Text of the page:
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camera

[kam-er-uh, kam-ruh] /ˈkæm ər ə, ˈkæm rə/
noun, plural cameras for 1, 2, camerae
[kam-uh-ree] /ˈkæm ə ri/ (Show IPA),
for 3.
1.
a boxlike device for holding a film or plate sensitive to light, having an aperture controlled by a shutter that, when opened, admits light enabling an object to be focused, usually by means of a lens, on the film or plate, thereby producing a photographic image.
2.
(in a television transmitting apparatus) the device in which the picture to be televised is formed before it is changed into electric impulses.
3.
a judge's private office.
adjective
4.
Printing. camera-ready.
Idioms
5.
in camera,
  1. Law. in the privacy of a judge's chambers.
  2. privately.
6.
off camera, out of the range of a television or motion-picture camera.
7.
on camera, being filmed or televised by a live camera:
Be sure to look alert when you are on camera.
Origin
1700-1710
1700-10; < Latin camera vaulted room, vault < Greek kamára vault; see chamber
Dictionary.com Unabridged
Based on the Random House Dictionary, © Random House, Inc. 2014.
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Examples from the web for camera
  • But even after the camera crews left, the excitement and enthusiasm generated by the debate remained, and that momentum.
  • After all, the criminal can not be sure the camera is not working.
  • When making long exposures, use a remote release to avoid camera movement.
  • For the first time even its legs are visible, thanks to the detail possible with the orbiting digital camera.
  • Besides being primitive, a pinhole camera is cheap, and it almost guarantees an unusual result.
  • Take notes with your digital camera and don't worry about the weather.
  • Maybe you think the camera built into the back of your phone is all you need.
  • It's a set of binoculars with a built-in video camera.
  • Her earliest project with her first, secondhand camera was to photograph children's chalk drawings on the pavements.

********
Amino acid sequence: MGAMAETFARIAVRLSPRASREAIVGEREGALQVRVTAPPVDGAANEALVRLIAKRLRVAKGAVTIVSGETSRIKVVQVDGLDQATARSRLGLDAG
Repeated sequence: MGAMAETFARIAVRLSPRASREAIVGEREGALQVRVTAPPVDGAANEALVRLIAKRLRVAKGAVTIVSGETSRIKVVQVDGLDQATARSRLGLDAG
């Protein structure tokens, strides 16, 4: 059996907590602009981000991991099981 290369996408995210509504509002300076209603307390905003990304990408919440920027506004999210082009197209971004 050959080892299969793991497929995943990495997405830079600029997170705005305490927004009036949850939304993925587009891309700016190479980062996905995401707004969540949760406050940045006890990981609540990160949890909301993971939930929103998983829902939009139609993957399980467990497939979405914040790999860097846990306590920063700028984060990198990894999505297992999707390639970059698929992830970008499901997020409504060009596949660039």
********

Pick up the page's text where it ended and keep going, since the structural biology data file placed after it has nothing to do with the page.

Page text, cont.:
• The camera should detect the warm-colored light and correct for it.
British Dictionary definitions for camera

camera

/ˈkæmərə; ˈkæmrə/
noun
1.
an optical device consisting of a lens system set in a light-proof construction inside which a light-sensitive film or plate can be positioned See also cine camera, digital camera
2.
(television) the equipment used to convert the optical image of a scene into the corresponding electrical signals
4.
(pl) -erae (-əˌriː). a judge's private room
5.
in camera
  1. (law) relating to a hearing from which members of the public are excluded
  2. in private
6.
off camera, not within an area being filmed
7.
on camera, (esp of an actor) being filmed
Word Origin
C18: from Latin: vault, from Greek kamara
Collins English Dictionary - Complete & Unabridged 2012 Digital Edition
© William Collins Sons & Co. Ltd. 1979, 1986 © HarperCollins
Publishers 1998, 2000, 2003, 2005, 2006, 2007, 2009, 2012
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Word Origin and History for camera
n.

1708, "vaulted building," from Latin camera "vaulted room" (source of Italian camera, Spanish camara, French chambre), from Greek kamara "vaulted chamber."

The word also was used early 18c. as a short form of Modern Latin camera obscura "dark chamber" (a black box with a lens that could project images of external objects), contrasted with camera lucida (Latin for "light chamber"), which uses prisms to produce on paper beneath the instrument an image, which can be traced. It became the word for "picture-taking device" when modern photography began, c.1840 (extended to television filming devices 1928). Camera-shy is attested from 1890. Old Church Slavonic komora, Lithuanian kamara, Old Irish camra all are borrowings from Latin.

Online Etymology Dictionary, © 2010 Douglas Harper
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camera in Medicine

camera cam·er·a (kām'ər-ə, kām'rə)
n. pl. cam·er·ae (-ə-rē)
A chamber or cavity, such as one of the chambers of the heart or eye.

The American Heritage® Stedman's Medical Dictionary
Copyright © 2002, 2001, 1995 by Houghton Mifflin Company. Published by Houghton Mifflin Company.
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